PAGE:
January 25, 2021 | Jumada II 11, 1442
Al-Naziat (The Wresters) - Chapter 79: Verses 1-5
Regarding the varying interpretations for these verses as referring to different types of angels, different modes of death, or different types and phases of stars and/or other celestial bodies, among other things, al-Tabari says that they can be seen as a reference to all of these, for God is swearing by everything that exhibits the characteristics mentioned in these verses.
Al-Razi advises that we cannot say any of the interpretations are what is meant by God, but that we can say they are possible. He adds another interpretation in which these verses represent five phases in the return of the heart from what is other than God to God: "Those that wrest (al-naziat) are the spirits that move toward (tanziu ila) attachment to the most unfailing handhold [2:256; 31:22], or who are being wrested from the love of what is other than God. Those that draw out quickly (al-nashitat nasht) means that, after the return from bodily things, [the spirits] take to striving and assuming the character traits of God with utter zeal (nishat) and great strength. Those that glide serenely is then that, after striving, [the spirits] 'glide' in the realm of sovereignty, such that they cross these oceans and swim therein. Those that race to the fore, outstripping is an allusion to the variegation of spirits in the degrees of their journey unto God, and those that govern affairs is an allusion to the connection between the last levels of humanness and the first degrees of angelhood. So when the human spirits reach their farthest limit, which is the level of outstripping, they connect to the world of angels, which is what is meant by those that govern affairs.
"The Study Quran: A New Translation and Commentary" - Seyyed Hossein Nasr
From Issue: 907 [Read original issue]
Suspicion can ruin relations between people, particularly when it is based on flimsy evidence, or hearsay. The Prophet (peace be upon him) spoke in very clear terms about misplaced suspicion, giving clear orders to refrain from it. The following authentic hadith groups together some of the actions that cause discord within the community and make people dislike one another:
Abu Hurayrah reports that the Prophet said: 'Beware of suspicion, for suspicion is the worst form of lying. Do not spy against one another, or compete with one another. Do not turn your back on one another, nor envy nor hate one another, but remain - you servants of God - brothers and sisters'. [Bukhari, Ahmad, Muslim]
This hadith stresses the importance of maintaining good relations within the Muslim community. The Prophet highlights certain things that would undermine such relations, and he tells us not to allow ourselves to indulge in them. Boycott, envy and hate should never be allowed to exist, let alone flourish in any Muslim community. Relations between Muslims should always be close. All members of the Muslim community should look at one another as brothers and sisters. They must value this tie of brotherhood, because it is established on the best basis, which is servitude to God and pure faith.
However, the hadith begins with a warning against suspicion describing it as the most untrue of speech. This is an apt description because whatever is said on the basis of suspicion has no basis in reality. It is all conjecture, leading to false accusations and ideas. It poisons relations and leads to discord and hostility. It also encourages what the Prophet mentions next, which is spying on one another. People do not spy on their neighbours or competitors unless they have some sort of suspicion they want to explore. Hence, they try to gather information secretly, perhaps through spying. This is again forbidden. The Prophet teaches us that we should help one another not to entertain any doubt leading to suspicion.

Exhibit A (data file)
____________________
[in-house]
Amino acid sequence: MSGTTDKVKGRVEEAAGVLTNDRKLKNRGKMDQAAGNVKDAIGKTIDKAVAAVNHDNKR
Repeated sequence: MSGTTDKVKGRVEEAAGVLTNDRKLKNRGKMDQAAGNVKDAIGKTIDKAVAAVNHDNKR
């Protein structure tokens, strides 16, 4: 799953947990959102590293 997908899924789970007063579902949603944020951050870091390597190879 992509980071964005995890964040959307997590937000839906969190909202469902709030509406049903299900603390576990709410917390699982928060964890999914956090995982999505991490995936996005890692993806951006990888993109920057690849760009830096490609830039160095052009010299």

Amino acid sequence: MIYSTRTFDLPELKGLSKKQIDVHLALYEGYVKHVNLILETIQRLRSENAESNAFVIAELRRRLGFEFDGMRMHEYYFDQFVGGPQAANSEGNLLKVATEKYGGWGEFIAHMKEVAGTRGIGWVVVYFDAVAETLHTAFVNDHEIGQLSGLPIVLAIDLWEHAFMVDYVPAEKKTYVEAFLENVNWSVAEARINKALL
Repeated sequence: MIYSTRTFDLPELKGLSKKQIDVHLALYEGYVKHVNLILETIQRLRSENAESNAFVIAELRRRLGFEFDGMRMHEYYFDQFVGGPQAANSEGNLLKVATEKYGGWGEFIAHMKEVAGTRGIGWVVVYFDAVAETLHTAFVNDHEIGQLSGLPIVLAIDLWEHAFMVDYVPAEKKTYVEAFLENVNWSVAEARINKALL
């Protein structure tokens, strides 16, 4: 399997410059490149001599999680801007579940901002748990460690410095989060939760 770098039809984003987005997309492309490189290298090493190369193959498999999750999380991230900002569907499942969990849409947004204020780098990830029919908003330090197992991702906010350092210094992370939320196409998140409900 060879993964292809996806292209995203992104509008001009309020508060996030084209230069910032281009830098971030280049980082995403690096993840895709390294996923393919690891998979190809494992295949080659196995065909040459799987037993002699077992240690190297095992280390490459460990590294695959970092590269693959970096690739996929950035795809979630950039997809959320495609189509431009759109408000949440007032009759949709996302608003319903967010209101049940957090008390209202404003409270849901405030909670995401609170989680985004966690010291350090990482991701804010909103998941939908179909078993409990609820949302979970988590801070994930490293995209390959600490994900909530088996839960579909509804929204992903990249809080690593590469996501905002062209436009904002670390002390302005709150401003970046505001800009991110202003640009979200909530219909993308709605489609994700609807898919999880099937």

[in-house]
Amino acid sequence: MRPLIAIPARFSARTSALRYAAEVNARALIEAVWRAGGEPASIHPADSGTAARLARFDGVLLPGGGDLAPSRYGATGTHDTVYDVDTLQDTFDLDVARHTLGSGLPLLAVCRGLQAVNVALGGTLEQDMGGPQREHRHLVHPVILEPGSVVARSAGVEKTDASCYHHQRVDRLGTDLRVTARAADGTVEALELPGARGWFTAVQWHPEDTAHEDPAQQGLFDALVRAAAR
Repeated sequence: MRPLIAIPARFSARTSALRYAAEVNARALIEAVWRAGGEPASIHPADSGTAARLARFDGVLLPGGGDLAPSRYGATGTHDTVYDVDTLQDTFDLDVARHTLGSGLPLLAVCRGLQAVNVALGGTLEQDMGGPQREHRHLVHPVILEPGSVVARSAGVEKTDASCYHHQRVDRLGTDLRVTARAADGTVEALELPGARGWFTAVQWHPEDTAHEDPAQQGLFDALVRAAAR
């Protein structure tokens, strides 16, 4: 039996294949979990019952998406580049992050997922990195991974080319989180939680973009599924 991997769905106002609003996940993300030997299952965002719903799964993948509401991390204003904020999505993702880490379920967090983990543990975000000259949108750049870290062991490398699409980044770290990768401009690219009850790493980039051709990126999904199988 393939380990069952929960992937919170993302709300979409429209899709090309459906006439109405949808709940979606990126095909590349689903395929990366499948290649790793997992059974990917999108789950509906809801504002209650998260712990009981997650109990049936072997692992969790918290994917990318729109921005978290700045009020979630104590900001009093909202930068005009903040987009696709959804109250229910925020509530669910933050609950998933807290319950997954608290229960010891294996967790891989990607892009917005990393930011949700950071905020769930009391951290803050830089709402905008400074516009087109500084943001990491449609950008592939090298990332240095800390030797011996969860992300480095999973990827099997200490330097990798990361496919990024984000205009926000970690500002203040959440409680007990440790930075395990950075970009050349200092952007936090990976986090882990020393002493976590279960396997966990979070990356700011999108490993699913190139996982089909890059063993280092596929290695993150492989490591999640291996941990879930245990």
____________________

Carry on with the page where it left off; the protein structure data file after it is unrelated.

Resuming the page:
"Al-Adab al-Mufrad with Full Commentary: A Perfect Code of Manners and Morality" - Adil Salahi
From Issue: 1063 [Read original issue]
Sanctity of The State
Many have advocated the view that since the state in Islam applies the shariah, its rulings must be obeyed in all religious matters. This is an erroneous view simply because Islam does not endow the state with sanctity of any kind. The State in Islam is civilian in character; the head of state is elected by the people. He is not immune to error and he is accountable for his conduct like anyone else. In the event of crime or blatant violation of the trust of office, he may be sued and subjected to the authority of the courts without any claim to privileged treatment. “It is the greatest aberration (akbar al-khata)”, in al-Qaradawi’s phrase, “for the state or its supporters to think that it has a monopoly over legitimacy and truth, or to think that anyone who opposes them is necessarily wrong.” We listen to everyone who makes a contribution and we are entitled to decide for ourselves as to whose version is convincing and justified.
When the Mutazilite rationalists became prominent under the Abbasid caliphs, al-Mamun, al-Mutasim and al-Wathiq in the mid-ninth century, the state tried to compel the people to embrace the Mutazilite doctrines over whether the Quran was the created or uncreated speech of God. This led to what is known in Islamic history as the Mihnah (‘inquisition’) that entailed persecution of many leading scholars, including the Imam Ahmad b. H?anbal (d. 869). The Imam resisted intense pressure due to his belief that the state had no authority to impose its views on anyone, let alone resorting to coercive action over speculative issues. Islamic history has recorded this as a violation of the freedom of expression that everyone must enjoy.
"Diversity and Pluralism" - Mohammad Hashim Kamali, pp. 40-42
From Issue: 874 [Read original issue]